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An Evidence-Informed Framework to Promote Mental Wellbeing in Elite Sport
journal contributionposted on 2022-02-16, 00:00 authored by R Purcell, V Pilkington, S Carberry, D Reid, K Gwyther, Kate HallKate Hall, A Deacon, R Manon, C C Walton, S Rice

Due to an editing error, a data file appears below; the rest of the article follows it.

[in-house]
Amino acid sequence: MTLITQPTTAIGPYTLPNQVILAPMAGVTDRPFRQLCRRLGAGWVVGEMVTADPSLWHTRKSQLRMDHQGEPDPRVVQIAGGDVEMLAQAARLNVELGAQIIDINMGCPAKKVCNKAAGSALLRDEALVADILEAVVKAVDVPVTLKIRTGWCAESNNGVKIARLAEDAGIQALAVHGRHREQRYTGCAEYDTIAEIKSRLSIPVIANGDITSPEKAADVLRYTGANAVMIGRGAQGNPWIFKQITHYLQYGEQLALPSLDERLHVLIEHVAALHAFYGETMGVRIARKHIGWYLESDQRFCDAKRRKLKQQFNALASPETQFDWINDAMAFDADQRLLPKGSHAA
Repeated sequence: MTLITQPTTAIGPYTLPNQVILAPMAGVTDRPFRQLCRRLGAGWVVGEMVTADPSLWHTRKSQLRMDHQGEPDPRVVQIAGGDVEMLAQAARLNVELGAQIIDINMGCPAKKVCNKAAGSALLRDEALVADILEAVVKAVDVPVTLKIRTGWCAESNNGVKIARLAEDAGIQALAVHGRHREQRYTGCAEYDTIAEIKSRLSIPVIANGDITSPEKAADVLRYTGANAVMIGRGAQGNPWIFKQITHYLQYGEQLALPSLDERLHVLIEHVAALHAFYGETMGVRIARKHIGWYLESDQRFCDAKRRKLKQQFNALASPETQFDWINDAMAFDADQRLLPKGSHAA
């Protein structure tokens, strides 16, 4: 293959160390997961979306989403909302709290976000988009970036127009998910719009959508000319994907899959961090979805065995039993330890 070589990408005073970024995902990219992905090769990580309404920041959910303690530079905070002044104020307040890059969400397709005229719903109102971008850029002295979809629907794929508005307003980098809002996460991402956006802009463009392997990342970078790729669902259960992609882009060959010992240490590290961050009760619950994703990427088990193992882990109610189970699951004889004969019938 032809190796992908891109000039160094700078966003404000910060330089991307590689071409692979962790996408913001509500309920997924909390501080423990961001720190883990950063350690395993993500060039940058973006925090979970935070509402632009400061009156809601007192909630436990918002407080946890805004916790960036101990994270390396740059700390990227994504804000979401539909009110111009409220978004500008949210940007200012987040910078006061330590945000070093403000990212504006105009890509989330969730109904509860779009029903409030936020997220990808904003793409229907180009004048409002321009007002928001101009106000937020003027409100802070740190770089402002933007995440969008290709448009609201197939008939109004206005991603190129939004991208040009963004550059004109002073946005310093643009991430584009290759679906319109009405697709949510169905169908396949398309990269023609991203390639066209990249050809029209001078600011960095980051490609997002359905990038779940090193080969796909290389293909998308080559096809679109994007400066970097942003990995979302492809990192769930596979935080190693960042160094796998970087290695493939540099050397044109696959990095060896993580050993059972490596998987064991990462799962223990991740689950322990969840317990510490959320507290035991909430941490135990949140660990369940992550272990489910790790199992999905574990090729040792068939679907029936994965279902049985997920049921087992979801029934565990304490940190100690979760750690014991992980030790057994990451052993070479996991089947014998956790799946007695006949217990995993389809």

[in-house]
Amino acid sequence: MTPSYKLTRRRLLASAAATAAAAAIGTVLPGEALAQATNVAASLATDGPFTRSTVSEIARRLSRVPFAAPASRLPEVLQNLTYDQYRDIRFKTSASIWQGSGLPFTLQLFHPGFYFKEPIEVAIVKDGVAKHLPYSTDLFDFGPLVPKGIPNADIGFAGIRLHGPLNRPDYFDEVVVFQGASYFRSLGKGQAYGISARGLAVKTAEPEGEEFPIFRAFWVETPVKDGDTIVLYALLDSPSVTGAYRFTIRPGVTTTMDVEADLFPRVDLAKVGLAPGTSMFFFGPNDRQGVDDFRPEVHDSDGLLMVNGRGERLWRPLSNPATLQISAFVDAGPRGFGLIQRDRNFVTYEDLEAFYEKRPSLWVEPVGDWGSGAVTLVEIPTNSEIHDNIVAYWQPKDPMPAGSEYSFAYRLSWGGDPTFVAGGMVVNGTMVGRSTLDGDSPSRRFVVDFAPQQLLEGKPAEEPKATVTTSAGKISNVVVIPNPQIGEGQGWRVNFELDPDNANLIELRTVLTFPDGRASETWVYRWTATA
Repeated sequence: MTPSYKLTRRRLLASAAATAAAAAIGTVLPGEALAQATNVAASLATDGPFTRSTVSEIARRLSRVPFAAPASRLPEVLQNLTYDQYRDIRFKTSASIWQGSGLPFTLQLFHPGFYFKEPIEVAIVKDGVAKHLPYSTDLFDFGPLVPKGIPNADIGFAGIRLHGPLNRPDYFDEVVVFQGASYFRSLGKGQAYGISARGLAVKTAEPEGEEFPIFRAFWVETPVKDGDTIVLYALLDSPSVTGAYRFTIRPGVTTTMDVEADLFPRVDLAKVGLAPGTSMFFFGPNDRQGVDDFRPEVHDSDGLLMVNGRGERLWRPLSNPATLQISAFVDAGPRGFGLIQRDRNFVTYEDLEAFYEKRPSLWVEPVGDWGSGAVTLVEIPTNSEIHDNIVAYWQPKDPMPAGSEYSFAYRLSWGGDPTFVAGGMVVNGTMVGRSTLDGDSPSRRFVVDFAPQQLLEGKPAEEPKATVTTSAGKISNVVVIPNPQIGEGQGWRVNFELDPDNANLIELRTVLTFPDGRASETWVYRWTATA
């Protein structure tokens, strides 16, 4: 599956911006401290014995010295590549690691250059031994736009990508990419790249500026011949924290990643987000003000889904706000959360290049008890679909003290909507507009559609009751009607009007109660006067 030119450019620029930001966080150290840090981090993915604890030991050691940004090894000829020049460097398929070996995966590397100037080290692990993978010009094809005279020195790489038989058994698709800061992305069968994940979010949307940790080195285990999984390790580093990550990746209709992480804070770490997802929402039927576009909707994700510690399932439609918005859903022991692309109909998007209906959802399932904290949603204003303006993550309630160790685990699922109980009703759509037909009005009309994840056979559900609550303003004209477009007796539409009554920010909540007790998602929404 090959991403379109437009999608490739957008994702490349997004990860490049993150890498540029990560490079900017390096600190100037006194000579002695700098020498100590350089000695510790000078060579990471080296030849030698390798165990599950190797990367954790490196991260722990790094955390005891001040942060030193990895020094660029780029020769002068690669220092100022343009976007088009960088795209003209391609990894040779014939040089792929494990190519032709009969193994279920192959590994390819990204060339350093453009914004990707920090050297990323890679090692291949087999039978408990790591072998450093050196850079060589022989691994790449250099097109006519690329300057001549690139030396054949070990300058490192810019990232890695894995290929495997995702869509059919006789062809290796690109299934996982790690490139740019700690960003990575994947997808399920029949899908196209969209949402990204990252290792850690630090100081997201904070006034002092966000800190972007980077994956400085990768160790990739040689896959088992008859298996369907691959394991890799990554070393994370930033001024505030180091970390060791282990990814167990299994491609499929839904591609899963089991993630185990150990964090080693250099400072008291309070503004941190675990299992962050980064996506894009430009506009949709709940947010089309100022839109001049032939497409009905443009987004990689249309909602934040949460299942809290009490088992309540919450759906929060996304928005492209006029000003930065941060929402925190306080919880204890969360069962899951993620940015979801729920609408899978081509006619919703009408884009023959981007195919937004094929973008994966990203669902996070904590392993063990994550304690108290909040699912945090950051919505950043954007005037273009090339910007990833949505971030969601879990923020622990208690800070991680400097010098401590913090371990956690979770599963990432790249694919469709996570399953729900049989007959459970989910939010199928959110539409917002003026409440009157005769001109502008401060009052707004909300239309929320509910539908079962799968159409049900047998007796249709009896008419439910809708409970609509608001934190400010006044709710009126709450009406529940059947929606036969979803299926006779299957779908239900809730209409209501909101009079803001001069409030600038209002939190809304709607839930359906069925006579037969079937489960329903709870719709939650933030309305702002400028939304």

Elite athletes, coaches and high-performance staff are exposed to a range of stressors that have been shown to increase their susceptibility to experiencing mental ill-health. Despite this, athletes may be less inclined than the general population to seek support for their mental health due to stigma, perceptions of limited psychological safety within sport to disclose mental health difficulties (e.g., selection concerns) and/or fears of help-seeking signifying weakness in the context of high performance sport. Guidance on the best ways to promote mental health within sporting environments is increasing, though current frameworks and position statements require greater focus on a whole of system approach, in which the needs of athlete, coaches and high-performance staff are considered within the context of the broader ecological system in which they operate and perform. This paper synthesizes existing research, reviewed for translatability by mental health professionals working in elite sport, to provide an evidence-informed framework with real world utility to promote mentally healthy environments for all stakeholders in elite sporting organizations, from athletes through to administrators. Recommendations are provided to positively impact the mental wellbeing of athletes and support staff, which may in turn influence athletic performance. This framework is intended to provide sporting organizations with evidence-informed or best practice principles on which they can develop or progress their policies to support mental health promotion and prevent the onset of mental health difficulties. It is intended that the framework can be adapted or tailored by elite sporting organizations based upon their unique cultural, contextual and resourcing circumstances.